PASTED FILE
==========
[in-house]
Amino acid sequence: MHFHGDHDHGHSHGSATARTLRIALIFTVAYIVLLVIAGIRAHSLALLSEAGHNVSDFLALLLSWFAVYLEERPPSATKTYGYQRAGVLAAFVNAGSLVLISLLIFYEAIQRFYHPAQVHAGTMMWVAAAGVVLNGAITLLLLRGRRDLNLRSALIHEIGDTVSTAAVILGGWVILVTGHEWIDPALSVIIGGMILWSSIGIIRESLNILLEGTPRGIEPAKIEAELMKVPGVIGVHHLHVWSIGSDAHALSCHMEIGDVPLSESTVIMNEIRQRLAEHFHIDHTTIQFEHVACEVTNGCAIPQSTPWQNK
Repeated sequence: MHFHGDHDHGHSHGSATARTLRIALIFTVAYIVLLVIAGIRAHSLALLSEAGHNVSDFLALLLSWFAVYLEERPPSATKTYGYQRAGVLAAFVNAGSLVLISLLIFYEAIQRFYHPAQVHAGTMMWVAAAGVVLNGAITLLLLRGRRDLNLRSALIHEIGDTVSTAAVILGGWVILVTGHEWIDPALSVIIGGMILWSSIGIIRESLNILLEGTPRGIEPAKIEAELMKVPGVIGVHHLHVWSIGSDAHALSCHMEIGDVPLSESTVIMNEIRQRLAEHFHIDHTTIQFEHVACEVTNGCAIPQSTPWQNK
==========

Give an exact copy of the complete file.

[in-house]
Amino acid sequence: MHFHGDHDHGHSHGSATARTLRIALIFTVAYIVLLVIAGIRAHSLALLSEAGHNVSDFLALLLSWFAVYLEERPPSATKTYGYQRAGVLAAFVNAGSLVLISLLIFYEAIQRFYHPAQVHAGTMMWVAAAGVVLNGAITLLLLRGRRDLNLRSALIHEIGDTVSTAAVILGGWVILVTGHEWIDPALSVIIGGMILWSSIGIIRESLNILLEGTPRGIEPAKIEAELMKVPGVIGVHHLHVWSIGSDAHALSCHMEIGDVPLSESTVIMNEIRQRLAEHFHIDHTTIQFEHVACEVTNGCAIPQSTPWQNK
Repeated sequence: MHFHGDHDHGHSHGSATARTLRIALIFTVAYIVLLVIAGIRAHSLALLSEAGHNVSDFLALLLSWFAVYLEERPPSATKTYGYQRAGVLAAFVNAGSLVLISLLIFYEAIQRFYHPAQVHAGTMMWVAAAGVVLNGAITLLLLRGRRDLNLRSALIHEIGDTVSTAAVILGGWVILVTGHEWIDPALSVIIGGMILWSSIGIIRESLNILLEGTPRGIEPAKIEAELMKVPGVIGVHHLHVWSIGSDAHALSCHMEIGDVPLSESTVIMNEIRQRLAEHFHIDHTTIQFEHVACEVTNGCAIPQSTPWQNK